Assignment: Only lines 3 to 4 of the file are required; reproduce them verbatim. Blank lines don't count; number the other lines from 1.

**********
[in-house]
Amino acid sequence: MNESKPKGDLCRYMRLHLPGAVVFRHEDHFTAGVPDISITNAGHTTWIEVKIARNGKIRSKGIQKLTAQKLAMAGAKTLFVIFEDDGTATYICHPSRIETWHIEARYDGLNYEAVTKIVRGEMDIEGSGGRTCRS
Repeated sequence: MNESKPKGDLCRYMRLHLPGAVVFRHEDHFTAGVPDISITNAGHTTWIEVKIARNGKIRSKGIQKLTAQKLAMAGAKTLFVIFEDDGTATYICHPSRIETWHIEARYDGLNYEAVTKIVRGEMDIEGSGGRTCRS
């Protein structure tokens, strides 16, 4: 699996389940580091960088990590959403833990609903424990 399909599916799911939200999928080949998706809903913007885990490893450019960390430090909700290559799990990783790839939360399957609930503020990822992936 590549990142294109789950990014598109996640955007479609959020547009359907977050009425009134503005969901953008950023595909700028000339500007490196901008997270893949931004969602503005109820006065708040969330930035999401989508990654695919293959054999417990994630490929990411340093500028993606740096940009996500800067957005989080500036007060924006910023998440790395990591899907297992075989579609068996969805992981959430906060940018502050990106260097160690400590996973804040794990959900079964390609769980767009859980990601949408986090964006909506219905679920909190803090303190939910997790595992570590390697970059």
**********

Repeated sequence: MNESKPKGDLCRYMRLHLPGAVVFRHEDHFTAGVPDISITNAGHTTWIEVKIARNGKIRSKGIQKLTAQKLAMAGAKTLFVIFEDDGTATYICHPSRIETWHIEARYDGLNYEAVTKIVRGEMDIEGSGGRTCRS
């Protein structure tokens, strides 16, 4: 699996389940580091960088990590959403833990609903424990 399909599916799911939200999928080949998706809903913007885990490893450019960390430090909700290559799990990783790839939360399957609930503020990822992936 590549990142294109789950990014598109996640955007479609959020547009359907977050009425009134503005969901953008950023595909700028000339500007490196901008997270893949931004969602503005109820006065708040969330930035999401989508990654695919293959054999417990994630490929990411340093500028993606740096940009996500800067957005989080500036007060924006910023998440790395990591899907297992075989579609068996969805992981959430906060940018502050990106260097160690400590996973804040794990959900079964390609769980767009859980990601949408986090964006909506219905679920909190803090303190939910997790595992570590390697970059």